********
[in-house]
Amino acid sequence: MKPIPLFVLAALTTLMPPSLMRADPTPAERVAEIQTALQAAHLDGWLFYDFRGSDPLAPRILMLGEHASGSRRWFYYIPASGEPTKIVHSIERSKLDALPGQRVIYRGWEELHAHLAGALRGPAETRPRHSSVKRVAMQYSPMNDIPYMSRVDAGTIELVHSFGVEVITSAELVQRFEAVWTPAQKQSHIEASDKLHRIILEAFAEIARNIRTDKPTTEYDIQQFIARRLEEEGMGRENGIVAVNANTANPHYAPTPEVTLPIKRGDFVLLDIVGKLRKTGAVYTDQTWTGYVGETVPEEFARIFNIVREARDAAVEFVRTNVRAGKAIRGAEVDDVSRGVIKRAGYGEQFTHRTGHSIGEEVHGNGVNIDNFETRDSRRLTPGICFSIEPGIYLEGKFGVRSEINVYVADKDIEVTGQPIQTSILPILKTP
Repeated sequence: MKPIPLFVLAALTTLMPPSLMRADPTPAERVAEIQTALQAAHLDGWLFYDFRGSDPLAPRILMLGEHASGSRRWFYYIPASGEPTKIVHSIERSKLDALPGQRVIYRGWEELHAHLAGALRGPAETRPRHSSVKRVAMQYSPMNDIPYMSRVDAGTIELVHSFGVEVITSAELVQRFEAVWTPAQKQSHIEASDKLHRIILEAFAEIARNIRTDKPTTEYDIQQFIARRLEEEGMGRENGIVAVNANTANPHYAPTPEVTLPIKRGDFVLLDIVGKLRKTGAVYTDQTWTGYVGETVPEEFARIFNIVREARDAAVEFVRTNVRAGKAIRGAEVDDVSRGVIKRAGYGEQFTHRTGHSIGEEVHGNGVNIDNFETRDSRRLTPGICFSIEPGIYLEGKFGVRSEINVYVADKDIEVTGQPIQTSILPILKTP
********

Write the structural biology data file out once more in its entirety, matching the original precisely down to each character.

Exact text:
[in-house]
Amino acid sequence: MKPIPLFVLAALTTLMPPSLMRADPTPAERVAEIQTALQAAHLDGWLFYDFRGSDPLAPRILMLGEHASGSRRWFYYIPASGEPTKIVHSIERSKLDALPGQRVIYRGWEELHAHLAGALRGPAETRPRHSSVKRVAMQYSPMNDIPYMSRVDAGTIELVHSFGVEVITSAELVQRFEAVWTPAQKQSHIEASDKLHRIILEAFAEIARNIRTDKPTTEYDIQQFIARRLEEEGMGRENGIVAVNANTANPHYAPTPEVTLPIKRGDFVLLDIVGKLRKTGAVYTDQTWTGYVGETVPEEFARIFNIVREARDAAVEFVRTNVRAGKAIRGAEVDDVSRGVIKRAGYGEQFTHRTGHSIGEEVHGNGVNIDNFETRDSRRLTPGICFSIEPGIYLEGKFGVRSEINVYVADKDIEVTGQPIQTSILPILKTP
Repeated sequence: MKPIPLFVLAALTTLMPPSLMRADPTPAERVAEIQTALQAAHLDGWLFYDFRGSDPLAPRILMLGEHASGSRRWFYYIPASGEPTKIVHSIERSKLDALPGQRVIYRGWEELHAHLAGALRGPAETRPRHSSVKRVAMQYSPMNDIPYMSRVDAGTIELVHSFGVEVITSAELVQRFEAVWTPAQKQSHIEASDKLHRIILEAFAEIARNIRTDKPTTEYDIQQFIARRLEEEGMGRENGIVAVNANTANPHYAPTPEVTLPIKRGDFVLLDIVGKLRKTGAVYTDQTWTGYVGETVPEEFARIFNIVREARDAAVEFVRTNVRAGKAIRGAEVDDVSRGVIKRAGYGEQFTHRTGHSIGEEVHGNGVNIDNFETRDSRRLTPGICFSIEPGIYLEGKFGVRSEINVYVADKDIEVTGQPIQTSILPILKTP